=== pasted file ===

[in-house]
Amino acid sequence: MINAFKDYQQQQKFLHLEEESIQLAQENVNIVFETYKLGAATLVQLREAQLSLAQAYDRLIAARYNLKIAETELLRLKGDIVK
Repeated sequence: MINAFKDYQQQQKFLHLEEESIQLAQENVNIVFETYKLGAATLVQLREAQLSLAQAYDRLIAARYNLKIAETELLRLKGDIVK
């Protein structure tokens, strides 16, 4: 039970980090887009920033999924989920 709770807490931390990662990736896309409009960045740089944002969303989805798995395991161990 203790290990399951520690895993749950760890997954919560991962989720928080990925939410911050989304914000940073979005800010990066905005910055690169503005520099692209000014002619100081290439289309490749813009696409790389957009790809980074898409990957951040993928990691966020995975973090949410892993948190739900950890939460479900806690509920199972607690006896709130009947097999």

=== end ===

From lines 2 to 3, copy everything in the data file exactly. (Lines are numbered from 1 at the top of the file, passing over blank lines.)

Amino acid sequence: MINAFKDYQQQQKFLHLEEESIQLAQENVNIVFETYKLGAATLVQLREAQLSLAQAYDRLIAARYNLKIAETELLRLKGDIVK
Repeated sequence: MINAFKDYQQQQKFLHLEEESIQLAQENVNIVFETYKLGAATLVQLREAQLSLAQAYDRLIAARYNLKIAETELLRLKGDIVK